One of the most heartening features of the draft National Telecom Policy (NTP) 2011 is the road map provided for spectrum availability: 300MHz by 2017 and another 200MHz by 2020. However, the taste of the pudding will lie in the government’s ability to make the promised tranches available in a timely manner. This, in turn, depends upon the evolution of structures and processes used to manage spectrum in this country.
Currently, the National Frequency Allocation Plan (NFAP) is the policy document that outlines the allocation of different parts of the frequency spectrum for various purposes. The plan is entrusted to the Wireless Planning and Coordination group in the Union ministry of communications and information technology (MCIT). It is revised every two years. All kinds of radio communication technologies and different ministries use spectrum for various purposes including space communication, radio astronomy, television broadcasting, radio navigation and mobile communication.
The allocation of frequencies to different uses determines the pace at which the country will upgrade to the next generation network, the inclusiveness of telecom penetration, and the opportunities for indigenous manufacturing. Each of these is dependent on the availability of spectrum within certain specific bands. The ability of the department of telecommunications to fulfil its obligations depends on its ability to coordinate between the relevant ministries and negotiate at the International Telecommunication Union (ITU), which aims to harmonize frequencies to reap economies of scale and align with technological progress.
The process of formulating NFAP is initiated by the floating of a circular by the NFAP committee requesting all stakeholders to present their requests for particular blocks of spectrum. Typical stakeholders include government ministries such as defence, information and broadcasting (I&B), home affairs, as well as private telecom operators and equipment manufacturers. Next, an NFAP review-revision committee invites all the stakeholders for a discussion on the allocation. Often, discussions within the review-revision committee lead to disagreements between different stakeholders. These conflicts typically result in the formation of a group of ministers.
There are two important systemic deficiencies in the current system of frequency allocation. Firstly, MCIT has to adjudicate between different peer ministries, including itself. Examples include the release of the 2.1GHz band from defence for use in 3G, the in-process release of 698-806MHz from I&B for use in 4G, and the release of analog spectrum in the wake of the migration of broadcasting to digital frequencies. This adjudication is often stalled because of the conflict of interest involved and the absence of a suitable adjudicating authority.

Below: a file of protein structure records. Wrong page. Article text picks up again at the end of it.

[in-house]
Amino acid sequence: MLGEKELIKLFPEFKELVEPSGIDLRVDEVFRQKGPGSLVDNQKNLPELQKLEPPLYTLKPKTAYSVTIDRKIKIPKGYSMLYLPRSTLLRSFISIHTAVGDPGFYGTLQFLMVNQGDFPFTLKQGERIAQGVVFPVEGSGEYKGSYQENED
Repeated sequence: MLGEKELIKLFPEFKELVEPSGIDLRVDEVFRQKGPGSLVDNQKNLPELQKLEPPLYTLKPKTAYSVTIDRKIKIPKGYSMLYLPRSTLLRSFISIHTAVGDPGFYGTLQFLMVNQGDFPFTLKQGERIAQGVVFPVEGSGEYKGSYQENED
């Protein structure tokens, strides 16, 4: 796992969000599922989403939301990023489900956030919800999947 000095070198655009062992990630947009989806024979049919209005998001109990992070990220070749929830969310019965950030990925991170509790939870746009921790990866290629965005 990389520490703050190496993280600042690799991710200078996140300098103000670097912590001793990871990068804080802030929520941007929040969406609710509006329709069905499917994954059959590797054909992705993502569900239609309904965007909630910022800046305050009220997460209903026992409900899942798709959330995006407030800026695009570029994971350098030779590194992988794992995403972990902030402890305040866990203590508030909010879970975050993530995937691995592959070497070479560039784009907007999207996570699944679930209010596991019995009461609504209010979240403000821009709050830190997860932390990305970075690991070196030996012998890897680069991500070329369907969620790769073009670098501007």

Secondly, MCIT is required to lobby with ITU for allocating frequencies in a way that allows us to use the benefit of our indigenous market to develop our telecom equipment manufacturing base. This is a role more suited to the foreign ministry, were that ministry equipped with the necessary technical knowledge and strategic agenda. MCIT, with the tremendous pulls and pressures of the domestic market, may be overburdened with this additional responsibility.
The systemic deficiencies reflect in the observed outcomes. Firstly, most of the changes made in NFAP mimic already existing frequency allocation tables of ITU. Countries such as China along with the Western countries, on the other hand, dictate terms at ITU. Secondly, inter-ministerial disputes are not handled with an appropriate process, causing unnecessary delays and inconsistencies within the frequency spectrum. The three-year delay in the 3G auction is a case in point. The same experience should not be repeated for the release of 4G spectrum from I&B. Thirdly, all private telecom operators are heavily dependent on foreign telecom equipment manufacturers, with little or no initiative to develop an indigenous ecosystem of telecom equipment makers. India imports close to $8 billion worth of telecom equipment a year, including defence telecom equipment. As a result, large international telecom equipment manufacturers may be able to exercise inordinate influence on our strategic decisions. Finally, because of inter-ministerial disputes and the lack of initiative from private firms, development of rural ICT has been languishing.
The ideal governance structure is the formation of a “Ministry of Spectrum” headed by the Prime Minister (PM). The PM has the necessary standing to settle the allocation of spectrum between ministries and to chart out an international campaign to achieve our strategic goals. The new ministry must ensure that India has a say in the global discussions of ITU and is not merely a passive participant in its proceedings. It must promote the development of rural ICT by freeing up more unlicensed commercial spectrum in rural areas and ensuring ministries such as defence and I&B vacate spectrum in a timely manner.
Other countries such as France have recognized the importance of spectrum as a key resource and brought spectrum under the direct supervision of the executive head. The ambitious targets of NTP 2011 necessitate an equally bold rejigging of our spectrum power structures.
Rohit Prasad and Rajat Gururaj are associate professor of economics and student, respectively, at MDI Gurgaon.
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